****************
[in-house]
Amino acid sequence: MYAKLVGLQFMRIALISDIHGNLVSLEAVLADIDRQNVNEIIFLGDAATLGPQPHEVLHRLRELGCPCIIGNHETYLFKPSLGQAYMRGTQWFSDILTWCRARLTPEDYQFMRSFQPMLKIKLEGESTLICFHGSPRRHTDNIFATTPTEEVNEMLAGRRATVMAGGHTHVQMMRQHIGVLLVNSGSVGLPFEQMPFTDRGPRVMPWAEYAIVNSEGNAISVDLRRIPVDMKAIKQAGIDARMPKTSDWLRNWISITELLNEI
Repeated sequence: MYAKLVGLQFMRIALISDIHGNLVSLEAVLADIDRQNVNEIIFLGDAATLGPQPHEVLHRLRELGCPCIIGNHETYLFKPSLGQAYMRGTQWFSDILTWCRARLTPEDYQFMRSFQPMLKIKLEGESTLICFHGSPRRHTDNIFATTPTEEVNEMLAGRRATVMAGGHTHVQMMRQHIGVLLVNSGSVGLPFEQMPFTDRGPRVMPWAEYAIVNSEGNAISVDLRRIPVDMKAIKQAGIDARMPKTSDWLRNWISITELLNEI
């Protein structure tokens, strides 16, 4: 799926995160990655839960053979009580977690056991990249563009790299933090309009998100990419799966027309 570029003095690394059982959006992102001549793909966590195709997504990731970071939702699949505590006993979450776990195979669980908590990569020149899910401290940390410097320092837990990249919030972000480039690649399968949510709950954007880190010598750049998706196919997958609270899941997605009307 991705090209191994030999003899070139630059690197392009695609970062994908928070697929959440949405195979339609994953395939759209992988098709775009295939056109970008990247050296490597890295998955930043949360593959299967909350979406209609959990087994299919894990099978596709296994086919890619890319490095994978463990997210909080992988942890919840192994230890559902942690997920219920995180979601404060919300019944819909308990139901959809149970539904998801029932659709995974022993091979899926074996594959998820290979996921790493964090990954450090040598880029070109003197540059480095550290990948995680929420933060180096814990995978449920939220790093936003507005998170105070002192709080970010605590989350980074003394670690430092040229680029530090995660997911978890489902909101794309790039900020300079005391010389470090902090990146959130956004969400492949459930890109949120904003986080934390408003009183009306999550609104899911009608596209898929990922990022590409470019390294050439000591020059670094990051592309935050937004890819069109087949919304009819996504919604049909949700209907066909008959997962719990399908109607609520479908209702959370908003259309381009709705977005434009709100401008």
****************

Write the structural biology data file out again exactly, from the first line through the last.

[in-house]
Amino acid sequence: MYAKLVGLQFMRIALISDIHGNLVSLEAVLADIDRQNVNEIIFLGDAATLGPQPHEVLHRLRELGCPCIIGNHETYLFKPSLGQAYMRGTQWFSDILTWCRARLTPEDYQFMRSFQPMLKIKLEGESTLICFHGSPRRHTDNIFATTPTEEVNEMLAGRRATVMAGGHTHVQMMRQHIGVLLVNSGSVGLPFEQMPFTDRGPRVMPWAEYAIVNSEGNAISVDLRRIPVDMKAIKQAGIDARMPKTSDWLRNWISITELLNEI
Repeated sequence: MYAKLVGLQFMRIALISDIHGNLVSLEAVLADIDRQNVNEIIFLGDAATLGPQPHEVLHRLRELGCPCIIGNHETYLFKPSLGQAYMRGTQWFSDILTWCRARLTPEDYQFMRSFQPMLKIKLEGESTLICFHGSPRRHTDNIFATTPTEEVNEMLAGRRATVMAGGHTHVQMMRQHIGVLLVNSGSVGLPFEQMPFTDRGPRVMPWAEYAIVNSEGNAISVDLRRIPVDMKAIKQAGIDARMPKTSDWLRNWISITELLNEI
């Protein structure tokens, strides 16, 4: 799926995160990655839960053979009580977690056991990249563009790299933090309009998100990419799966027309 570029003095690394059982959006992102001549793909966590195709997504990731970071939702699949505590006993979450776990195979669980908590990569020149899910401290940390410097320092837990990249919030972000480039690649399968949510709950954007880190010598750049998706196919997958609270899941997605009307 991705090209191994030999003899070139630059690197392009695609970062994908928070697929959440949405195979339609994953395939759209992988098709775009295939056109970008990247050296490597890295998955930043949360593959299967909350979406209609959990087994299919894990099978596709296994086919890619890319490095994978463990997210909080992988942890919840192994230890559902942690997920219920995180979601404060919300019944819909308990139901959809149970539904998801029932659709995974022993091979899926074996594959998820290979996921790493964090990954450090040598880029070109003197540059480095550290990948995680929420933060180096814990995978449920939220790093936003507005998170105070002192709080970010605590989350980074003394670690430092040229680029530090995660997911978890489902909101794309790039900020300079005391010389470090902090990146959130956004969400492949459930890109949120904003986080934390408003009183009306999550609104899911009608596209898929990922990022590409470019390294050439000591020059670094990051592309935050937004890819069109087949919304009819996504919604049909949700209907066909008959997962719990399908109607609520479908209702959370908003259309381009709705977005434009709100401008």